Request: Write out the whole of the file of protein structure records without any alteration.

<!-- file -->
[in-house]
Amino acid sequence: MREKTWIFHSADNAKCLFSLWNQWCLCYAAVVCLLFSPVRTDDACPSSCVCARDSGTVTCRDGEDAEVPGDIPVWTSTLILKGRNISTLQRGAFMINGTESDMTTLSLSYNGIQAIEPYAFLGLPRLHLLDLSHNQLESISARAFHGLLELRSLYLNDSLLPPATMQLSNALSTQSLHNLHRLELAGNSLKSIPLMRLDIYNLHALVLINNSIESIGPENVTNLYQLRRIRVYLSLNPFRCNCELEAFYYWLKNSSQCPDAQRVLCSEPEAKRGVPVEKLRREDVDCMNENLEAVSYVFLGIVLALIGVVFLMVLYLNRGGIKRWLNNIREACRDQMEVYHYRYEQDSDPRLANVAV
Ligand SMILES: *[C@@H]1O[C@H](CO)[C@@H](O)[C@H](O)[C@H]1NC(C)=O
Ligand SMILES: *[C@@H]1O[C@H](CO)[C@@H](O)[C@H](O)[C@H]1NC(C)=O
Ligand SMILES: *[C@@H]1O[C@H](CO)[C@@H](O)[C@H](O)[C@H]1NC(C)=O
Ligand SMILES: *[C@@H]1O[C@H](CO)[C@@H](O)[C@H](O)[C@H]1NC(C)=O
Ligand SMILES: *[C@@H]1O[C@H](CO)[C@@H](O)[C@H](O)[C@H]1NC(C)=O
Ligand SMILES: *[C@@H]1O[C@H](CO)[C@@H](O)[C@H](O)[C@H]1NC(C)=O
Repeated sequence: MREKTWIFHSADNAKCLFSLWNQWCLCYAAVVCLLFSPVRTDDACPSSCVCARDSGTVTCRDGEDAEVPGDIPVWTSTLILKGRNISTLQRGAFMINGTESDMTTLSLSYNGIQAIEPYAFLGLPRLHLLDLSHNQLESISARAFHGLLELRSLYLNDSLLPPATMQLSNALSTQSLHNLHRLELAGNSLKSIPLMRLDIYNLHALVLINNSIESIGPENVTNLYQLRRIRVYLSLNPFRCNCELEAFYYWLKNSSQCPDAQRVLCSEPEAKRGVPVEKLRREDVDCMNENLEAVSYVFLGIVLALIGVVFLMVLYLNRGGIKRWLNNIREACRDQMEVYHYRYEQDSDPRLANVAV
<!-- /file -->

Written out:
[in-house]
Amino acid sequence: MREKTWIFHSADNAKCLFSLWNQWCLCYAAVVCLLFSPVRTDDACPSSCVCARDSGTVTCRDGEDAEVPGDIPVWTSTLILKGRNISTLQRGAFMINGTESDMTTLSLSYNGIQAIEPYAFLGLPRLHLLDLSHNQLESISARAFHGLLELRSLYLNDSLLPPATMQLSNALSTQSLHNLHRLELAGNSLKSIPLMRLDIYNLHALVLINNSIESIGPENVTNLYQLRRIRVYLSLNPFRCNCELEAFYYWLKNSSQCPDAQRVLCSEPEAKRGVPVEKLRREDVDCMNENLEAVSYVFLGIVLALIGVVFLMVLYLNRGGIKRWLNNIREACRDQMEVYHYRYEQDSDPRLANVAV
Ligand SMILES: *[C@@H]1O[C@H](CO)[C@@H](O)[C@H](O)[C@H]1NC(C)=O
Ligand SMILES: *[C@@H]1O[C@H](CO)[C@@H](O)[C@H](O)[C@H]1NC(C)=O
Ligand SMILES: *[C@@H]1O[C@H](CO)[C@@H](O)[C@H](O)[C@H]1NC(C)=O
Ligand SMILES: *[C@@H]1O[C@H](CO)[C@@H](O)[C@H](O)[C@H]1NC(C)=O
Ligand SMILES: *[C@@H]1O[C@H](CO)[C@@H](O)[C@H](O)[C@H]1NC(C)=O
Ligand SMILES: *[C@@H]1O[C@H](CO)[C@@H](O)[C@H](O)[C@H]1NC(C)=O
Repeated sequence: MREKTWIFHSADNAKCLFSLWNQWCLCYAAVVCLLFSPVRTDDACPSSCVCARDSGTVTCRDGEDAEVPGDIPVWTSTLILKGRNISTLQRGAFMINGTESDMTTLSLSYNGIQAIEPYAFLGLPRLHLLDLSHNQLESISARAFHGLLELRSLYLNDSLLPPATMQLSNALSTQSLHNLHRLELAGNSLKSIPLMRLDIYNLHALVLINNSIESIGPENVTNLYQLRRIRVYLSLNPFRCNCELEAFYYWLKNSSQCPDAQRVLCSEPEAKRGVPVEKLRREDVDCMNENLEAVSYVFLGIVLALIGVVFLMVLYLNRGGIKRWLNNIREACRDQMEVYHYRYEQDSDPRLANVAV